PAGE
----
How to Talk So Christians Will Listen

I'm an atheist, also an ex-Christian.


"Atheist" is the state I was initially born into; while "ex-Christian" is the identity I have obtained after an extensive period of believing in Christianity and the de-conversion from it.


My framework

Atheists can have a lot of variety among their groups. Just like there are differences among Christian groups, their associated religions and branches, just like how a Christian is different from another Christian living next door, there are differences among atheists, too. In the window I introduce below, I'll categorize atheists into four groups by indicating their friendliness to religious people and their motivation to share their views to religious people. The number of atheists in each group is determined by the tendencies they have.

The unfriendly atheists

On the left side of the window, we have atheists who have low friendliness to Christians and religious groups. They can be further differentiated into two groups: the first with high motivation to reason with Christians; the second having a low motivation to argue with Christians. With low friendliness, these atheists can be sarcastic comedians who often mock Christians (the mockers). Even though I tend to agree with their views, I'm glad that many of them keep their jokes among their social circles (the treaty-signers). Otherwise, religious people would be offended and be turned away frequently. Although some of the worldviews of Christians can be very radical, violent and offensive to us as well, I'm not here to discuss right or wrong but looking at the problem from the perspective of effectively "preaching" atheism to these people. Mocking Christians simply will not shake their beliefs because no one is willing to join any group which is unfriendly to them.


The atheists who do not bother

In reality, however, atheists are not always poking fun at Christians and being sarcastic to them because they know when to give up reasoning with Christians - some of them may become frustrated after discussing with Christians and conclude that "Christians are stubborn". As a result, the number of atheists with low motivation to share their worldviews with religious people rises. The group of atheists who actively argue with Christians may fall back into two low-motivational groups. They either keep their atheism mute to Christians but to continue their mocking among their social circle, concluding how Christians are illogical, irrational and impossible to reason with, or they do so with the consideration of politeness and friendliness. Here comes the third group of atheists in the window -- the peacemakers. They don't actively make attempts to change Christians' views as Christians would try to change theirs; they don't share their own views with Christians; but they're very friendly people who insist not imposing their views on others.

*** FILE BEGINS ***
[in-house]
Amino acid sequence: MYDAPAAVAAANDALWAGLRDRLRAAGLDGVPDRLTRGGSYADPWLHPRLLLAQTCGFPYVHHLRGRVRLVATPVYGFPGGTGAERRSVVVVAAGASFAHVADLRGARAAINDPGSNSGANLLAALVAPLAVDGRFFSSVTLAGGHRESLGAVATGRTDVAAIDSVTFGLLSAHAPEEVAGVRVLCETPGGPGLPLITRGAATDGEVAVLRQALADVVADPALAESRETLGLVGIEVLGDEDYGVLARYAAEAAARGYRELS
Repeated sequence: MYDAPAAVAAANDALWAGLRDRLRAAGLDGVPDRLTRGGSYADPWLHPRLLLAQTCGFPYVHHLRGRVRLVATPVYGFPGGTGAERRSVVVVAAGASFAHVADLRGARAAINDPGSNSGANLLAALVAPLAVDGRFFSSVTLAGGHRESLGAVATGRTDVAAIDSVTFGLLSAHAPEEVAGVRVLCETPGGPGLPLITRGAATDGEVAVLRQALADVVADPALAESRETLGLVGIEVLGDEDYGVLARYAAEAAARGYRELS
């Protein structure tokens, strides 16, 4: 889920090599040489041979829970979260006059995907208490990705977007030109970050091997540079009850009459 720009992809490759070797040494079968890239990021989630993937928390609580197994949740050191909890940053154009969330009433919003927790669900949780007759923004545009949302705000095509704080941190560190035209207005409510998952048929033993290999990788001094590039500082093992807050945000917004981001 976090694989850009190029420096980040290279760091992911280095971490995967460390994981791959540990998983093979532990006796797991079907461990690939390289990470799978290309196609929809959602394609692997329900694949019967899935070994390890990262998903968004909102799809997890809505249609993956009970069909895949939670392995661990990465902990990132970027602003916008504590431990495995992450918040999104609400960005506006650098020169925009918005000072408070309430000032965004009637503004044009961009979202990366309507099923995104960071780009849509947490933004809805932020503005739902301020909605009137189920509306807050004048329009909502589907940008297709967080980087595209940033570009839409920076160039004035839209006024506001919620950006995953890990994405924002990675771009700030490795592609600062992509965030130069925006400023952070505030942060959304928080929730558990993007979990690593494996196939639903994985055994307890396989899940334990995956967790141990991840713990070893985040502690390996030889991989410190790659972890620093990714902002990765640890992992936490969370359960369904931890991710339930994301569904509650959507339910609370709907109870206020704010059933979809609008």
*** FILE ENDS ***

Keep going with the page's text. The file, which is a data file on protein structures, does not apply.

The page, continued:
The "preaching" atheists

The fourth group of atheists are with high friendliness and high motivation to share their views with religious people. These are the people who invite Jehovah's Witnesses into their houses and serve them with milk, and, most importantly of all, talk to them for hours on religious matters. Some of them can be very successful in persuasion. When Richard Dawkins or Christopher Hitchens is invited to a Christian university for a debate, he is presenting logical arguments for the critical mass. Sharing our views with Christians when they aren't ready, however, can be slightly but intriguingly different. Nevertheless, talking to people who share a different viewpoint from us in an interpersonal setting can be a skill to be acquired from trials-and-errors. Merely exercising our freedom of speech doesn't mean that everyone will be convinced. This is when the term "persuasion" or "preaching" comes into play.


An invitation

This article is intended for those who are interested to explore how some of the atheistic arguments can be effectively presented to Christians without backfire, the psychology of preaching and conversational skills but it is no magic bullet either. It may inspire you to think more about the art of talking to Christians if you are aiming to help them as an atheist. I do hope more and more atheists will eventually grow into the fourth type - willing to share their views in a friendly, patient manner. Since being an atheist means recognizing the right set of morality and making an effort to understand the world and oneself, we ought to share what we have with the others. Just like religious people are passionately preaching for their gods with their scriptures, guiding (and misguiding) the mass towards their churches and temples of their gods, we should let the world know what's inside our heads, too. Joy may not be sparked instantly but your effort will be appreciated by those who discover its value.



The first thing is empathy